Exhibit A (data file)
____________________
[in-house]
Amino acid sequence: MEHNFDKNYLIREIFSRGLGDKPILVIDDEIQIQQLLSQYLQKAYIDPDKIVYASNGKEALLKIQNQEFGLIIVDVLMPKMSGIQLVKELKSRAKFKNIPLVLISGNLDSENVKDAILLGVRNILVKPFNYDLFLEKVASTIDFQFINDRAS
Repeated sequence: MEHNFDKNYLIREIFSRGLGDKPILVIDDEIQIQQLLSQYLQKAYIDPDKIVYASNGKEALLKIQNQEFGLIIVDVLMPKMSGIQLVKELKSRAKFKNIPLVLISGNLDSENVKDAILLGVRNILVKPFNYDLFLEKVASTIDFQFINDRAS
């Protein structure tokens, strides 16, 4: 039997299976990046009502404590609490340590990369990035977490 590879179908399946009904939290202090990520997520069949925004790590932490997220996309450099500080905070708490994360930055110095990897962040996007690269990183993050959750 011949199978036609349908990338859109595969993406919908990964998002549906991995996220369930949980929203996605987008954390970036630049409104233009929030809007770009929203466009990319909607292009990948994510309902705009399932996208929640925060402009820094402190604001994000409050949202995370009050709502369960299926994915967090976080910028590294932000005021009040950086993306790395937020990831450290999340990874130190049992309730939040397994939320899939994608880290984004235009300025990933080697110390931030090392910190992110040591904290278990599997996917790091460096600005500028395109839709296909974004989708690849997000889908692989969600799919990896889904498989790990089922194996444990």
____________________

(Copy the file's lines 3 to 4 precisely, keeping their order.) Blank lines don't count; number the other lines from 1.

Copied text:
Repeated sequence: MEHNFDKNYLIREIFSRGLGDKPILVIDDEIQIQQLLSQYLQKAYIDPDKIVYASNGKEALLKIQNQEFGLIIVDVLMPKMSGIQLVKELKSRAKFKNIPLVLISGNLDSENVKDAILLGVRNILVKPFNYDLFLEKVASTIDFQFINDRAS
């Protein structure tokens, strides 16, 4: 039997299976990046009502404590609490340590990369990035977490 590879179908399946009904939290202090990520997520069949925004790590932490997220996309450099500080905070708490994360930055110095990897962040996007690269990183993050959750 011949199978036609349908990338859109595969993406919908990964998002549906991995996220369930949980929203996605987008954390970036630049409104233009929030809007770009929203466009990319909607292009990948994510309902705009399932996208929640925060402009820094402190604001994000409050949202995370009050709502369960299926994915967090976080910028590294932000005021009040950086993306790395937020990831450290999340990874130190049992309730939040397994939320899939994608880290984004235009300025990933080697110390931030090392910190992110040591904290278990599997996917790091460096600005500028395109839709296909974004989708690849997000889908692989969600799919990896889904498989790990089922194996444990």